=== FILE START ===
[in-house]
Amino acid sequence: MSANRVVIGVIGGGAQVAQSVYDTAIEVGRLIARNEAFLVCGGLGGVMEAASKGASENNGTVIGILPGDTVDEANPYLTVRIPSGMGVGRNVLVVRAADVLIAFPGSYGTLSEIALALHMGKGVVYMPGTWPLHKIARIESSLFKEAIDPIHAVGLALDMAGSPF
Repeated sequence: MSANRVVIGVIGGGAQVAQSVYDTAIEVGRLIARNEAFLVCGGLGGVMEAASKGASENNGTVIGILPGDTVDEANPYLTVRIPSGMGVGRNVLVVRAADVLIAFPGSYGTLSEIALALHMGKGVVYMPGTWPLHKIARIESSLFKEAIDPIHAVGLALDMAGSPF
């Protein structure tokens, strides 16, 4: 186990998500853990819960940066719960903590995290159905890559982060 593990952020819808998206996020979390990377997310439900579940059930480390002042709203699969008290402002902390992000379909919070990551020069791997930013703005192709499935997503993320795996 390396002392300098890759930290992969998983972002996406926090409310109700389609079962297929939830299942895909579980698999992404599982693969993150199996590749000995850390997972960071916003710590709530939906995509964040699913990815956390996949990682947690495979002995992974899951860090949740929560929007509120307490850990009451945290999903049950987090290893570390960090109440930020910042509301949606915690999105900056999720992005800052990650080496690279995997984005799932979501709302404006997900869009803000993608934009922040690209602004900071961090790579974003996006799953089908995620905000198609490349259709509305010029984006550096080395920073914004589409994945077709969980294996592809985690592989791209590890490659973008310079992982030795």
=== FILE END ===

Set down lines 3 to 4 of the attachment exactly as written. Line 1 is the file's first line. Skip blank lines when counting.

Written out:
Repeated sequence: MSANRVVIGVIGGGAQVAQSVYDTAIEVGRLIARNEAFLVCGGLGGVMEAASKGASENNGTVIGILPGDTVDEANPYLTVRIPSGMGVGRNVLVVRAADVLIAFPGSYGTLSEIALALHMGKGVVYMPGTWPLHKIARIESSLFKEAIDPIHAVGLALDMAGSPF
């Protein structure tokens, strides 16, 4: 186990998500853990819960940066719960903590995290159905890559982060 593990952020819808998206996020979390990377997310439900579940059930480390002042709203699969008290402002902390992000379909919070990551020069791997930013703005192709499935997503993320795996 390396002392300098890759930290992969998983972002996406926090409310109700389609079962297929939830299942895909579980698999992404599982693969993150199996590749000995850390997972960071916003710590709530939906995509964040699913990815956390996949990682947690495979002995992974899951860090949740929560929007509120307490850990009451945290999903049950987090290893570390960090109440930020910042509301949606915690999105900056999720992005800052990650080496690279995997984005799932979501709302404006997900869009803000993608934009922040690209602004900071961090790579974003996006799953089908995620905000198609490349259709509305010029984006550096080395920073914004589409994945077709969980294996592809985690592989791209590890490659973008310079992982030795």